What the Boko Haram insurgents perpetrate is understandably un-islamic but they are Muslims. Disqualifying them as non-Muslims is not only a cheap escape from this maddening reality that begs for our honest confrontations but questions the authenticity of our own faith too. For instance, Islam is unambiguous in its condemnation of polytheism. In fact, polytheism is the shortest and smoothest highway to apostasy but so many of us patronise marabouts and seers to seek solutions for our problems, and to ‘protect’ our future, in spite of our knowledge of the consequences. Unfaithful Muslims, of whom the terrorists are frontline members, are candidates of Jahannam. Being a Muslim doesn’t mean being spiritually and behaviorally upright, being a Mumineen, a believer, is what makes one so. Islam is not a secret cult, and apostasy in a world where the “Islamists” have turned the Muslim identity into political is now contradictory, and should be declared with caution. Shekau may have lost his spiritual identification with Islam, but he’s politically a Muslim.

 

Every ideology can be exploited to promote an evil cause. Like the abuse of democratic ideals by Nigerian politicians. So, instead of propounding conspiracy theories, let’s dedicate our energy to all efforts being made to rescue the girls abducted in Chibok – and all, boys and girls, abducted before them! Where are they, over a month later? Our campaign right now must be to remind the international community that has stripped us naked, fairly so, that #BringBackOurGirls is neither a posing nor fashion contest. We don’t want to see their Yves Saint Laurent suits, don’t want to see their gucci shoes, don’t want to see their Rolex watches… anymore. If they really want to help us, then they must understand that urgency is requisite in counter-terrorism. But if their actual intention is merely to embarrass us in style, laugh over our postcolonial failures in the closet, and publicise the other side of our ‘barbarous’ people, then let them open up and leave us alone. They must stop documenting our miseries if they’re not willing to assist us. Our girls have marked 32 days, over a month, in captivity. Is this a fashionable tragedy?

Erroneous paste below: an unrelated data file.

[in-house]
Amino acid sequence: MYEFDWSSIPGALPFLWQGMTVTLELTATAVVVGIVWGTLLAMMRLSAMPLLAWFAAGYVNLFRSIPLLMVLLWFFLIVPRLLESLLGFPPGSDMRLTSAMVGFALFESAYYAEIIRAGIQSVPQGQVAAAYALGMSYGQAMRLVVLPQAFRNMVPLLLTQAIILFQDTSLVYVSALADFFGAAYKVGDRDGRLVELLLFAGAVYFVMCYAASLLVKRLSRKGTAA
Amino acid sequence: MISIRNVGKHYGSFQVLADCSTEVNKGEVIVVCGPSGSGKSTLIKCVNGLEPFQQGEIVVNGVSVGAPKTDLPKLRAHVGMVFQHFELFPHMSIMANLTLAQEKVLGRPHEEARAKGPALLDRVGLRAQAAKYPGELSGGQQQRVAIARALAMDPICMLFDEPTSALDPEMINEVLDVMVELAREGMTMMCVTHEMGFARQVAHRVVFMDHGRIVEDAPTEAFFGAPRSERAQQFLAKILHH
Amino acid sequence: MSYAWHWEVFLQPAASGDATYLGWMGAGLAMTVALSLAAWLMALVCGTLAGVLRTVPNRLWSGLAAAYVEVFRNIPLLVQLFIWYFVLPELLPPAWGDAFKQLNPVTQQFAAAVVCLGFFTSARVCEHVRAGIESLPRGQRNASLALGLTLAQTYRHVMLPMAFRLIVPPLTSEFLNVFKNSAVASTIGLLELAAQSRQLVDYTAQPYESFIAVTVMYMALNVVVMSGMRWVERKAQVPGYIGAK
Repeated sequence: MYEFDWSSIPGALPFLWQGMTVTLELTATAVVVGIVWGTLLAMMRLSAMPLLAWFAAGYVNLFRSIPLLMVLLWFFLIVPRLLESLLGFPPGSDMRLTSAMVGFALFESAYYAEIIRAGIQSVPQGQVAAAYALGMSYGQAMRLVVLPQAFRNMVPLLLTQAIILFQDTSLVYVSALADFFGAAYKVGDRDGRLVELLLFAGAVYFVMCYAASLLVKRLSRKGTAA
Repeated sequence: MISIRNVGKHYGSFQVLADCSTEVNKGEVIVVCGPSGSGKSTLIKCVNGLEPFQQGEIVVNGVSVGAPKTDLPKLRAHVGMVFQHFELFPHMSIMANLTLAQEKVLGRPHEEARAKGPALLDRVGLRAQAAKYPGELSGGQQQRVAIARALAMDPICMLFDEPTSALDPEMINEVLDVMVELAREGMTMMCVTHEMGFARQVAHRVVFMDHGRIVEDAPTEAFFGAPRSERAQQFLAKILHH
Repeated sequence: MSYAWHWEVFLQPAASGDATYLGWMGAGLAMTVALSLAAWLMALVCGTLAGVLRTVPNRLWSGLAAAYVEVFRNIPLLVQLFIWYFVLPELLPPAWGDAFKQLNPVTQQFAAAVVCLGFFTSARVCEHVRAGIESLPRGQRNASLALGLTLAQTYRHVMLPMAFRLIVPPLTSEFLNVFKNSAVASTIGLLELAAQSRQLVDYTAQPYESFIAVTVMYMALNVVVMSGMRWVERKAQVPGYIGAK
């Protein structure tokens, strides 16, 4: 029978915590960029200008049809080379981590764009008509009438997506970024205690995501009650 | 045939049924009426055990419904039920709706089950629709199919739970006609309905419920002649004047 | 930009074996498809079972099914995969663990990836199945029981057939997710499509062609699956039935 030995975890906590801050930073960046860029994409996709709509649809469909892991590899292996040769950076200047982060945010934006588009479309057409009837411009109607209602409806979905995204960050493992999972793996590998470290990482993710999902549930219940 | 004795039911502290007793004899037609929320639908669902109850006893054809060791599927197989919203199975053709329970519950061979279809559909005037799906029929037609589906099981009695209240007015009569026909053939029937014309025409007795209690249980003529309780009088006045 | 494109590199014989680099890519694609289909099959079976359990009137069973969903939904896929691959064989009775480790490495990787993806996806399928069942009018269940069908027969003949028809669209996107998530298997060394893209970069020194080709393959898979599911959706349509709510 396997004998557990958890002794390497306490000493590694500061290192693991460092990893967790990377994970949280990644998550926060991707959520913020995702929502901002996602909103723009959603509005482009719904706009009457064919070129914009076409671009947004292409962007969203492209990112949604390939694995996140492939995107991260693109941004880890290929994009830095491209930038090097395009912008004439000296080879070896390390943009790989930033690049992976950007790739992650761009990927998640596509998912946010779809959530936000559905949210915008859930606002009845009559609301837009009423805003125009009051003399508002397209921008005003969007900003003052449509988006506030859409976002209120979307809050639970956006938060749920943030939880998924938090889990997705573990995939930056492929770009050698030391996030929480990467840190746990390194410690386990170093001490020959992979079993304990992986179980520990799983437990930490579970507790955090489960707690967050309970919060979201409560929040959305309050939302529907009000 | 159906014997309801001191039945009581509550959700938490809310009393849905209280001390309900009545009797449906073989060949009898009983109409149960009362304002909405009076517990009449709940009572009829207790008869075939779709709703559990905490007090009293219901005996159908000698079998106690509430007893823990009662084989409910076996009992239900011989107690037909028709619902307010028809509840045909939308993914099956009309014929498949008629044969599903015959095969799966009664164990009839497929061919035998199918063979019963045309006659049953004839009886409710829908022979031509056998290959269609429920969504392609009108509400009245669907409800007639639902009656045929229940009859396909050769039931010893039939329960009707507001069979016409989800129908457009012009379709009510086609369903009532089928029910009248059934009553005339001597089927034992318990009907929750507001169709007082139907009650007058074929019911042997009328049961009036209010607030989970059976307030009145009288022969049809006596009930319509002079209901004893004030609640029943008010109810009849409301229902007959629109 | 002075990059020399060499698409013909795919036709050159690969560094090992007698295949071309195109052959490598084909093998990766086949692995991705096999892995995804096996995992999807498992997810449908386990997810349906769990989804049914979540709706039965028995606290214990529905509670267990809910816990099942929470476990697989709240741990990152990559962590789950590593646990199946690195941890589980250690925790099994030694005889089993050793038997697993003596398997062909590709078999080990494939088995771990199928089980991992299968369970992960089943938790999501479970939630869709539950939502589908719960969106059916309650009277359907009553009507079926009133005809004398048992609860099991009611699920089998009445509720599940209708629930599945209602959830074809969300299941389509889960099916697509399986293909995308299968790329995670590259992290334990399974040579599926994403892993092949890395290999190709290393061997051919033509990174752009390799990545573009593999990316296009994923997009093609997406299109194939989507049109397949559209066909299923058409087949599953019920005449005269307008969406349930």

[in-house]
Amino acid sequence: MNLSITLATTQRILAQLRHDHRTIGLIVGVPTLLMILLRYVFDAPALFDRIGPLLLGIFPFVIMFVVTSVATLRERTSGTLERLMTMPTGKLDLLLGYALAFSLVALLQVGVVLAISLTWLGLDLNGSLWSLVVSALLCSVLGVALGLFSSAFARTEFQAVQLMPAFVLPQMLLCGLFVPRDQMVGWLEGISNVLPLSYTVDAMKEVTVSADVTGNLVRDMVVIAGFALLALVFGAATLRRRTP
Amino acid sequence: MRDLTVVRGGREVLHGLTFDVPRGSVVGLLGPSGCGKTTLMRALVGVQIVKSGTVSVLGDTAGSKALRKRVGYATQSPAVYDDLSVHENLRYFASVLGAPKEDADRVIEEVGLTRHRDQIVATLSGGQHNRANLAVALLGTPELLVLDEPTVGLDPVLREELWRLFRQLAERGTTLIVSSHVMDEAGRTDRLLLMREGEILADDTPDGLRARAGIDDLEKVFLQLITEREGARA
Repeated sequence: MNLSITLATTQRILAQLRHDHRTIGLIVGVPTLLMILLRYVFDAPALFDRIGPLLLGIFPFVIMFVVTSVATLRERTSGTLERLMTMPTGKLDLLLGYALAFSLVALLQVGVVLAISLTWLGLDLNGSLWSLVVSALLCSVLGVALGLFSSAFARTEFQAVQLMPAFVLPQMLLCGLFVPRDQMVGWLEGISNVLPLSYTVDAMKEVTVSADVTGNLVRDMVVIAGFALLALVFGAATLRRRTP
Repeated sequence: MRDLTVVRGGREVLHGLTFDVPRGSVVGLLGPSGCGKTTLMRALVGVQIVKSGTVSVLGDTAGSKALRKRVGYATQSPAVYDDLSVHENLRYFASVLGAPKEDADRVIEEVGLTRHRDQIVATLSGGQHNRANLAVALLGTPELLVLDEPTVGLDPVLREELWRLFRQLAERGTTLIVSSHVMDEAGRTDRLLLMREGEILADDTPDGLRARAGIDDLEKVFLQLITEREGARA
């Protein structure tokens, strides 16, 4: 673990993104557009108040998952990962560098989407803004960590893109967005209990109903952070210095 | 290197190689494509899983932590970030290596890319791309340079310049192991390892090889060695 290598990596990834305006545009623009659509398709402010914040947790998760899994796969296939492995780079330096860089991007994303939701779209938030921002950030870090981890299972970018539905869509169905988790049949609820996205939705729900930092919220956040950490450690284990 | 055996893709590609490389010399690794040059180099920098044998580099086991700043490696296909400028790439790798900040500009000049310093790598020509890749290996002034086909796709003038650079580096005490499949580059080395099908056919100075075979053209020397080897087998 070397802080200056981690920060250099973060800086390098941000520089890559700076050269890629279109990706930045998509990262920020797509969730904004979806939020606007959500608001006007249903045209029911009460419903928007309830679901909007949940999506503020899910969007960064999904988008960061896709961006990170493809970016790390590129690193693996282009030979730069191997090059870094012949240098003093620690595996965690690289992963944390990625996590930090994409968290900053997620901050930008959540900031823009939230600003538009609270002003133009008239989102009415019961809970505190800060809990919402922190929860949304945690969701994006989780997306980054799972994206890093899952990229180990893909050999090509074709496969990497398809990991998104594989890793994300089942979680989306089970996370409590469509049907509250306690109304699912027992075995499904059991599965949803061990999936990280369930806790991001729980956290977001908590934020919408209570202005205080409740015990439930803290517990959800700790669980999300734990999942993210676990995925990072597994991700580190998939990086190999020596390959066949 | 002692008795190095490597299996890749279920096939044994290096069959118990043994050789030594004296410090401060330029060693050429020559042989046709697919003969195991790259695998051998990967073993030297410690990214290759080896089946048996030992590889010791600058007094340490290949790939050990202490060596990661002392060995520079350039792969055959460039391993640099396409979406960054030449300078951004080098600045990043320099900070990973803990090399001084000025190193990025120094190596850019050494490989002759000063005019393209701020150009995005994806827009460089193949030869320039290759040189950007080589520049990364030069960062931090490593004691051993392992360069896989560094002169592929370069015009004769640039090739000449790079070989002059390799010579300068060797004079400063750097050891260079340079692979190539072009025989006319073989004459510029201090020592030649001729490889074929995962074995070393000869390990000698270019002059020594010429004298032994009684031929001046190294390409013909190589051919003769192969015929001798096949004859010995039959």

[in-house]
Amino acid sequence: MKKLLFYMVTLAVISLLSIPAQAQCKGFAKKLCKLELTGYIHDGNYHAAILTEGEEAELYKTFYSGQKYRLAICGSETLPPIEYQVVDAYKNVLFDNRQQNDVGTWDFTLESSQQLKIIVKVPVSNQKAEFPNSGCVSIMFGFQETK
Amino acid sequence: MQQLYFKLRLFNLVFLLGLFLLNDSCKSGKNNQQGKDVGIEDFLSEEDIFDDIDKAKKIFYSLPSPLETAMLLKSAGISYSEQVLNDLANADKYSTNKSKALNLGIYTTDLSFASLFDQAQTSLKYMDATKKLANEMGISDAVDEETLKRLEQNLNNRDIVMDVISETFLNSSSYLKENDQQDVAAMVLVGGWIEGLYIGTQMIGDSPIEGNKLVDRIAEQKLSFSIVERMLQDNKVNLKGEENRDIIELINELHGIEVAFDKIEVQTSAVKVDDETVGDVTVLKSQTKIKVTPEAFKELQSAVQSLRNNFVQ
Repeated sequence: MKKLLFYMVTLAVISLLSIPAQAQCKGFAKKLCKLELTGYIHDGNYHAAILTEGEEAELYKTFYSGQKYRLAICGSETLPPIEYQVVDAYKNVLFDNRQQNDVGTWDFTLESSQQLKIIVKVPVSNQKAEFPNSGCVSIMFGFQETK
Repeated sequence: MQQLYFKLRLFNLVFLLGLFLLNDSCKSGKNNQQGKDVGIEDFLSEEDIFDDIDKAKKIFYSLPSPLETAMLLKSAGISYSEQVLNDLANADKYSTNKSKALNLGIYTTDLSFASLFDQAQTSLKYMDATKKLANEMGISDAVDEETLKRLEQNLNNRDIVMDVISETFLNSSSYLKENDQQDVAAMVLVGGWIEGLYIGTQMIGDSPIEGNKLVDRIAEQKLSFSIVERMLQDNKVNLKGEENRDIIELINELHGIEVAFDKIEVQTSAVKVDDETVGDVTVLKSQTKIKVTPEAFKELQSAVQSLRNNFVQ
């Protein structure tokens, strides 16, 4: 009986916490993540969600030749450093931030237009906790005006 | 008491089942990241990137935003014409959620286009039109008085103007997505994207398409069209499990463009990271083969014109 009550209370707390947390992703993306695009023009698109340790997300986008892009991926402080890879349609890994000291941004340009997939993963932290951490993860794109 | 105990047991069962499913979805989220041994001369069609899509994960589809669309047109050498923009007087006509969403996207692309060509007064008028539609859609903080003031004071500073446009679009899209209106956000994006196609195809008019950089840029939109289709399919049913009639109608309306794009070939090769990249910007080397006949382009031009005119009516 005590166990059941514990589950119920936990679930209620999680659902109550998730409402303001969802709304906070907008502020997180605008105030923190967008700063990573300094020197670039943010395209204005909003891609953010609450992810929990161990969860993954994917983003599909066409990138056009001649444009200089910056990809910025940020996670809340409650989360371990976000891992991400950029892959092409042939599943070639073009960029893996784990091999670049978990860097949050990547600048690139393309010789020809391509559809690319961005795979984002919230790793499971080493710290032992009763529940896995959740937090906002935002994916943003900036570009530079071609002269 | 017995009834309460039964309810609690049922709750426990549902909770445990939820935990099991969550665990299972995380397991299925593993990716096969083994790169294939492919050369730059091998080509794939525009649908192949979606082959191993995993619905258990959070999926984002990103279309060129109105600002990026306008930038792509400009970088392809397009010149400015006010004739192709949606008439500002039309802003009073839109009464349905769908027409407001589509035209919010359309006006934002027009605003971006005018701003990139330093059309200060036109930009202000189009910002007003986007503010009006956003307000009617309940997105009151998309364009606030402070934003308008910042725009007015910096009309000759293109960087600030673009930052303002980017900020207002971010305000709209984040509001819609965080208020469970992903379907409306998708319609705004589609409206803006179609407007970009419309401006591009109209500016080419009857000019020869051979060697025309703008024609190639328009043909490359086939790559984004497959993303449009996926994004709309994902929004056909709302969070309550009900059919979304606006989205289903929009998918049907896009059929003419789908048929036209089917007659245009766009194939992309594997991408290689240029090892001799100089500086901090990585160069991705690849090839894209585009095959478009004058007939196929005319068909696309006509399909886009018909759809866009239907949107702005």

And all the way from America, where President Jonathan has adopted as the arbitrator of our public opinion in his “America Will know” blunder, a certain Senator has called our President, Commander-in-Chief of the Armed Forces, “some guy” and his government “practically non-existent!” Well, John McCain owes us no apology at all. Practically, he said. And I agree. See, a people’s daughters were abducted, they’re in immeasurable misery, yet the impractical “Establishment” is expecting them to “waka come” – and see them in their grand Palace (of shame). Aren’t they and their ilk, (s)elected to serve, supposed to visit the ‘mourning’ citizens and apologise for failing to defend them as pledged in their Oath of Office or assure them of a possibility of rescuing those unfortunate daughters of a “non-existent” country? Yet they sit on a trillion naira, expecting hashtags to gather and venture into Sambisa Forest and touch the heart of the morally unconscious terrorists or even, by a twist of miracle, save the citizens they have vowed to protect!

 

I really wish I could sit down with my kids in the future, telling them, with painful nostalgia and perhaps pride, of a terrorist cult called “Boko Haram” that terrorized my youth, as our parents had told us of Maitatsine’s violent dissent – and the immediate subduing of Mohammed Marwa-indoctrinated Yan Tatsine by a militarily no-nonsense government of President Shehu Shagai, and also Major-General Muhammadu Buhari !

 

But our present counter-terrorism isn’t a guarantee for that hope. I fear that our kids may be similarly rattled by this evil creation of our time, a product of a dangerously built society. I fear. For us. How this literally frail Shekau who may not even stand me in a boxing bout managed to defy our security arrangements, outwitting the salary-earning, civilian-brutalising “sojas” there to defend the people, is a proof that ours is a structurally collapsing nation. May God save us from us!

 

By Gimba Kakanda

@gimbakakanda (On Twitter)